Tenth in a Series of Ten Briefs Addressing: What Is the Inpatient Bed Need if You Have a Best Practice Continuum of Care?
The shortage of psychiatric inpatient beds has become a major national issue, with the lack of availability identified as a major issue by policy makers, states, mental health families, academics, and popular media. Many reports regarding these shortages start with the major decline in inpatient capacity in state psychiatric hospitals—a decrease of over 500,000 beds since the 1950s. However, most analyses fail to include a comprehensive depiction of the total inpatient and other 24-hour mental health residential treatment capacity across the nation or to address the changing trends in the use of psychiatric inpatient services.
Beds available to provide 24-hour mental health treatment to individuals requiring this high level of restrictive and expensive treatment exist in a variety of settings, including specialized public and private psychiatric hospitals, psychiatric inpatient, and licensed residential treatment units in general hospitals and other organizations, non-residential treatment centers (non-RTCs) for children and adults (organizations that provide intensive 24-hour treatment services but that are not licensed as “inpatient” services), Veterans Affairs (VA) Medical Centers, Department of Defense Medical Centers, and psychiatric inpatient units within jails and prisons (these are beds not accessible to the general public). In addition, many general hospitals without special mental health units also provide inpatient treatment for individuals with mental illnesses (in “scatter beds”). Unfortunately, there is no single source of information that documents all psychiatric inpatient capacity across the various types of organizations that are providing these services.
This paper attempts to fill that need, combining information from multiple data sources to estimate the overall inpatient and other 24-hour inpatient capacity in the U.S. in 2014. Trends over the past 44 years in the 24-hour mental health treatment capacity of each setting are examined when comparable historical trend data are available.
As of 2014, the year for which the most recent data on specialty mental health providers are available, there were over 170,000 residents in inpatient and other 24-hour residential treatment beds on any given night, an average of over 53.6 patients per 100,000 population. Although 170,000 residents in 24-hour treatment beds every day may seem a large number, it reflects a 64 percent decrease in psychiatric residents from 1970. When data are adjusted for the growth in the population of the United States since 1970, the decline in beds is an even greater 77.4 percent.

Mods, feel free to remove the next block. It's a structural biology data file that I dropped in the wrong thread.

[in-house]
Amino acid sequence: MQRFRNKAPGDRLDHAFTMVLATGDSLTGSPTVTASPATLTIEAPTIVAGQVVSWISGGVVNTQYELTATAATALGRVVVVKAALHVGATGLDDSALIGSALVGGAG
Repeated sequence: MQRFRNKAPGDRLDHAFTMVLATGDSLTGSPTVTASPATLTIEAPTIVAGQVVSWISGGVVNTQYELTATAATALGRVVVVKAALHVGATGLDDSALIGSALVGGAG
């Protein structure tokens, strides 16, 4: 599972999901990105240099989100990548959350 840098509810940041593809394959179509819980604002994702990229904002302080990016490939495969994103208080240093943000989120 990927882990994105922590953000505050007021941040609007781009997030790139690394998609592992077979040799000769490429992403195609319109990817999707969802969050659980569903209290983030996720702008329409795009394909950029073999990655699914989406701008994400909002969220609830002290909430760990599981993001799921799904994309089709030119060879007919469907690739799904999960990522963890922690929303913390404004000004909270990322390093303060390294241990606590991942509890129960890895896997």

Underlying this decline in psychiatric inpatient capacity are major shifts in the location of where individuals with acute psychiatric needs receive 24-hour care. It is true that state and county psychiatric hospitals and VA Medical Centers have experienced large reductions in psychiatric capacity, while private psychiatric hospitals and general hospital specialty units have increased over time. However, both the state mental health and VA systems have drastically reorganized their approaches to providing care over the past 44 years, shifting resources and workforce to focus on delivering community-based outpatient services that have included intensive evidence-based services, such as Assertive Community Treatment (ACT), designed to reduce the need for intensive inpatient services. In 2014, only two percent of the 7.3 million mental health clients served by State Mental Health Agencies (SMHA) were inpatients in a state psychiatric
Psychiatric Inpatient Capacity, August 2017 5
hospital and only four percent of the 1.5 million veterans with a mental illness served by the VA received inpatient mental health services in a VA Medical Center.
In addition to changing where psychiatric inpatient services are delivered, there have been historic changes in how state psychiatric hospitals are utilized, the types of patients they serve, and the services they provide. From the 1950s through the 1980s, state psychiatric hospitals provided services to many elderly individuals, many with dementia and other brain disorders no longer the focus of treatment in state psychiatric hospitals. For example, in 1970, patients 65 and older represented 29.3 percent of residents in state and county psychiatric hospitals, and there were 81,621 patients (24 percent) with a diagnosis of organic brain syndrome (of which 45,811 were 65 and older). Individuals with diagnoses of intellectual/developmental disabilities (called mental retardation in the 1970s) were an additional 9 percent of residents.1
Today, due to coverage for older adults under the Medicaid and Medicare programs implemented in the late 1960s, many elderly individuals with mental illness receive care in their own homes or in nursing homes or other residential providers that specialize in Alzheimer’s and other dementia services. (In 2014, only 8.8 percent of state and county psychiatric hospital patients were 65 and older.) 2 SAMHSA no longer routinely collects detailed diagnosis information on residents in state psychiatric hospitals, but as of 2005, only 3.8 percent of patients in state psychiatric hospitals had an intellectual/developmental disability (formerly termed mental retardation) diagnosis.3
The focus of this report is on the total population receiving mental health inpatient and other 24-hour residential treatments. Children and adolescents may have very different patterns of receiving inpatient and other 24-hour treatment than adults. For example, many states no longer provide inpatient services for children in state psychiatric hospitals. However, detailing the differences between inpatient care for children and adults is beyond the scope of this report.